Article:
Feverfew

A popular herbal remedy used by people who experience migraine

What is feverfew?

Feverfew (Tanacetum parthenium) is a perennial plant belonging to the daisy family which grows in much of Europe, North America and Canada. It has been used in herbal remedies for centuries.

Can feverfew help with migraine?

Feverfew is used as a preventive (or prophylactic) treatment for migraine. A number of people have reported that after taking feverfew their migraine attacks have gradually become less frequent and in a few cases have stopped altogether, but evidence regarding benefit is conflicting.

When the National Institute for Health and Care Excellence (NICE) reviewed all treatments for migraine (in 2012 and 2016), they did not recommend Feverfew  as a migraine preventive. They found that the studies looking at its effect were of low quality and had serious limitations, which meant they could did not find evidence required to make a recommendation.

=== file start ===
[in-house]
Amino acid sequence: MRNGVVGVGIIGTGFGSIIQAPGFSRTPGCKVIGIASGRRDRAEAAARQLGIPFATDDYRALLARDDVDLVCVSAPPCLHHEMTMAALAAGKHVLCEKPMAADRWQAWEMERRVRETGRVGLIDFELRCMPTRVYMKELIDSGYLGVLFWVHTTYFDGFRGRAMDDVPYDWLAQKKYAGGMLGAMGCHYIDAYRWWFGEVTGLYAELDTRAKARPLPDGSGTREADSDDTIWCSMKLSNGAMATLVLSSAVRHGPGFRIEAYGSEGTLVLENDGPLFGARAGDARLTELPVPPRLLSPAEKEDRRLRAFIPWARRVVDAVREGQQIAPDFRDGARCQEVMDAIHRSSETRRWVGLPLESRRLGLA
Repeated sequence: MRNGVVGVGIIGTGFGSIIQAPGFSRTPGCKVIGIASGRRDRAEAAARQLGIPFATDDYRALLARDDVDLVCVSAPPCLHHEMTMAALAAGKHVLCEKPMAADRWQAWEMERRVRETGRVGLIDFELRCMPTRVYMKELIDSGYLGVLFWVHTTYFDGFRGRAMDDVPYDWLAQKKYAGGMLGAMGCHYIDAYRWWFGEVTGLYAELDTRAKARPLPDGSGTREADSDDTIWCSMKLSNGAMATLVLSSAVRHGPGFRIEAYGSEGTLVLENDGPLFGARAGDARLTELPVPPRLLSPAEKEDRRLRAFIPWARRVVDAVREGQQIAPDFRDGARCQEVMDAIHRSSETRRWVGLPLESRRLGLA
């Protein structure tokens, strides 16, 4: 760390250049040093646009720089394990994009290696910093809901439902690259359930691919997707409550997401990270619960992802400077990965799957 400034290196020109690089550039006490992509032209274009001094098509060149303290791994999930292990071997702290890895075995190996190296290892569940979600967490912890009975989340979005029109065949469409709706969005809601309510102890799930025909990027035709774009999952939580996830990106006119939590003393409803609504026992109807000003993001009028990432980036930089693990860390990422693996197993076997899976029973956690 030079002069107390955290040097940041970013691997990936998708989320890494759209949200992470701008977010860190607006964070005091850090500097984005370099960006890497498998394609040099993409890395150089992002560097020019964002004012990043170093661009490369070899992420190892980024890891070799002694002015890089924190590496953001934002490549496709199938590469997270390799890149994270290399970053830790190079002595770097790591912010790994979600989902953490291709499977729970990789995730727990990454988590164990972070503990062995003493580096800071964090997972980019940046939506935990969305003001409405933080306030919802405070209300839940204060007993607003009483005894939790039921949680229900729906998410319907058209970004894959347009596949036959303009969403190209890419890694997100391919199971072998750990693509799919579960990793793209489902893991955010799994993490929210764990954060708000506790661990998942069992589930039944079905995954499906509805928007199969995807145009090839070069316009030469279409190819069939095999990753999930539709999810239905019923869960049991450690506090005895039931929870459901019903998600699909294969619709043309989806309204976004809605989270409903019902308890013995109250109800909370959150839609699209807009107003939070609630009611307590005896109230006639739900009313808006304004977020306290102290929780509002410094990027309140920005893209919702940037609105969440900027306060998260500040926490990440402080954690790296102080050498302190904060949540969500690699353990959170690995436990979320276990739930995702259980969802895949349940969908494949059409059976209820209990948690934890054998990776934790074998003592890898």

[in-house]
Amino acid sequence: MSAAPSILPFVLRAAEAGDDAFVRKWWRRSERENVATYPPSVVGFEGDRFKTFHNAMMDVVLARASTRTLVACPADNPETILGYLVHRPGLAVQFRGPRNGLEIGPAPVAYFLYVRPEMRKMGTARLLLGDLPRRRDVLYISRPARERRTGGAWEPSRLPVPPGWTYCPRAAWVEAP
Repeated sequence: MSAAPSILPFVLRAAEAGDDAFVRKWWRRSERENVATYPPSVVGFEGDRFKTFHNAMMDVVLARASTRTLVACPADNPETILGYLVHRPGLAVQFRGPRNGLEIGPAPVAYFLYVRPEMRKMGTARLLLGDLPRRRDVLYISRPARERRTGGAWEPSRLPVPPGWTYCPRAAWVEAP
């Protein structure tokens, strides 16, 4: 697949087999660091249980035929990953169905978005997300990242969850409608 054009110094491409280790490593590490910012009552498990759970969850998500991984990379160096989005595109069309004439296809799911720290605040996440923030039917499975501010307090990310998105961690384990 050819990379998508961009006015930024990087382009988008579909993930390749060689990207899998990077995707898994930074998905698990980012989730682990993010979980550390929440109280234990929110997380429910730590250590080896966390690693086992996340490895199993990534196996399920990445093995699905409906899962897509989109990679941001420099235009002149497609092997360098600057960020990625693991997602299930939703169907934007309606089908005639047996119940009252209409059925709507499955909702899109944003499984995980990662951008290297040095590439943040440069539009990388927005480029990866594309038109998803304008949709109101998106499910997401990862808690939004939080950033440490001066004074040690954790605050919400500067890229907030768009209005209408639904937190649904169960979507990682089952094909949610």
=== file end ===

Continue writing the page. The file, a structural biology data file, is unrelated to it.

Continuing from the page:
Does feverfew have any side effects?

Feverfew should not be taken during pregnancy as it can cause contractions. As feverfew is similar to aspirin and other NSAIDs such as ibruprofen, it is probably best not to take both at the same time. As with aspirin feverfew should not be taken if you are breast feeding.

Some people find that feverfew can cause mouth ulcers and minor skin irritations. There have been no reported effects on heart rate, blood pressure or weight.

If you decide to stop taking feverfew it is best to decrease the amount you take gradually to phase it out slowly. Some people who have suddenly stopped taking it after several years have experienced a return of their previous level of migraines along with other symptoms such as nausea, anxiety and insomnia. This is known as “feverfew rebound syndrome”.

As with any herbal remedy, it is advisable to consult your own doctor or herbalist before starting treatment.

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